I knew another individual that considered a situation, thought about several of the more obvious ramifications of his actions, then decided to act on the information he had “in hand” rather than continuing to “posture” himself in a way that might avoid all risk or minimize the chances of failure. He often acted (intentionally) knowing what would likely happen, what could possibly happen and what had a small (but realistic) chance of happening – but his actions often put him ahead of his competition and in front of “the crowd,” allowing him to hold his head high in the discovery of the unknown rather than forcing him to look down while following the footsteps of another without fulfilling his or her individual dreams. While acting before having all the possible outcomes identified may require us to react and respond to more "contingencies" along the way, it will almost always take us to a place where "no man has gone before" as we experience rewards not previously expected, anticipated or imagined.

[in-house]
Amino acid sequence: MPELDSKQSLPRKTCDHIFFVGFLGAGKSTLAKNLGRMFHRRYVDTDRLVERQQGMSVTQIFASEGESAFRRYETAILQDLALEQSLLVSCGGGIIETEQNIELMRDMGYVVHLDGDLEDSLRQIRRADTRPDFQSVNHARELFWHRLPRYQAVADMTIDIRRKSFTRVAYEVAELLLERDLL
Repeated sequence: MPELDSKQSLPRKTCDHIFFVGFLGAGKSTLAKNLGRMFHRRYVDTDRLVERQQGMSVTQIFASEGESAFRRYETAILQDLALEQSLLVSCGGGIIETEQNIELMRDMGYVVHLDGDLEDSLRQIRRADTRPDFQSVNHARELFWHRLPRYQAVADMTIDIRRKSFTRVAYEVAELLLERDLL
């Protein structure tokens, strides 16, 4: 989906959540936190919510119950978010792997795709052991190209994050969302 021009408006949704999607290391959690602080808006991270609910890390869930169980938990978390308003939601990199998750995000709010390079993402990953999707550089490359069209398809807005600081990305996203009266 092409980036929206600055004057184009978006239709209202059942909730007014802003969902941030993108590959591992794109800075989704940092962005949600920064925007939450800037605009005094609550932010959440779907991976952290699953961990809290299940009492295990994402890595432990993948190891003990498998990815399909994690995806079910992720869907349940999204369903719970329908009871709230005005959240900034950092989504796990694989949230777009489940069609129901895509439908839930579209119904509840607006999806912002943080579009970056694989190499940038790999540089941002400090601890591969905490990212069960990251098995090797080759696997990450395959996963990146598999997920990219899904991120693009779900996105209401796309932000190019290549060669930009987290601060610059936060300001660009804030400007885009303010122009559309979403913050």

Many people silently commit (to themselves) that they will change (multiple times throughout the year) in order to alter their anticipated expectations. They think that altering their behavior will produce significantly different results BUT are not committed enough to the change that they are willing to share their intentions with another (for fear of failure or in an active resistance to outside authority or control). When individuals focus on the change rather than looking forward to an altered result – start with where they are and what they have done rather than seeking something different or dreaming of an alternative reality – they tend to experience short-term differences rather than life-altering transition. Commitments to change come in many shapes and sizes but would include things like going to the gym (for 1 – 2 months), exercising at home (for a week), driving safely (until you are late for a meeting) or spending more time with friends and family (unless there is a major project at work). Self-generated and monitored expectations of change without external support and accountability seldom result in lasting transformation. We can accomplish only those things we have seen or done when left to our own devices and given only our own support for we need to be praised and complimented for our positive actions (and held accountable for our shortcomings when experiencing failure) if ever we are to realize success.